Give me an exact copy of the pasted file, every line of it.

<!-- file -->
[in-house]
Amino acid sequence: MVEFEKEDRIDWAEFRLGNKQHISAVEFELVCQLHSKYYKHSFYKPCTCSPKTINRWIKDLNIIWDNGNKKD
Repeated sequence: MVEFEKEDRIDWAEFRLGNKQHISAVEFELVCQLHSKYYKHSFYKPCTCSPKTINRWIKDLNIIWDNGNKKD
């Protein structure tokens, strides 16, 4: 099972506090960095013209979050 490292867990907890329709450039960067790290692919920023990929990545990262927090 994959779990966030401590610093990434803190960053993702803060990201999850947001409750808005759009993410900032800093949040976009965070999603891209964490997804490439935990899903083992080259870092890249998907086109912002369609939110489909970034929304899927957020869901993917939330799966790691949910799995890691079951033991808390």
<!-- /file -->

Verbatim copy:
[in-house]
Amino acid sequence: MVEFEKEDRIDWAEFRLGNKQHISAVEFELVCQLHSKYYKHSFYKPCTCSPKTINRWIKDLNIIWDNGNKKD
Repeated sequence: MVEFEKEDRIDWAEFRLGNKQHISAVEFELVCQLHSKYYKHSFYKPCTCSPKTINRWIKDLNIIWDNGNKKD
């Protein structure tokens, strides 16, 4: 099972506090960095013209979050 490292867990907890329709450039960067790290692919920023990929990545990262927090 994959779990966030401590610093990434803190960053993702803060990201999850947001409750808005759009993410900032800093949040976009965070999603891209964490997804490439935990899903083992080259870092890249998907086109912002369609939110489909970034929304899927957020869901993917939330799966790691949910799995890691079951033991808390």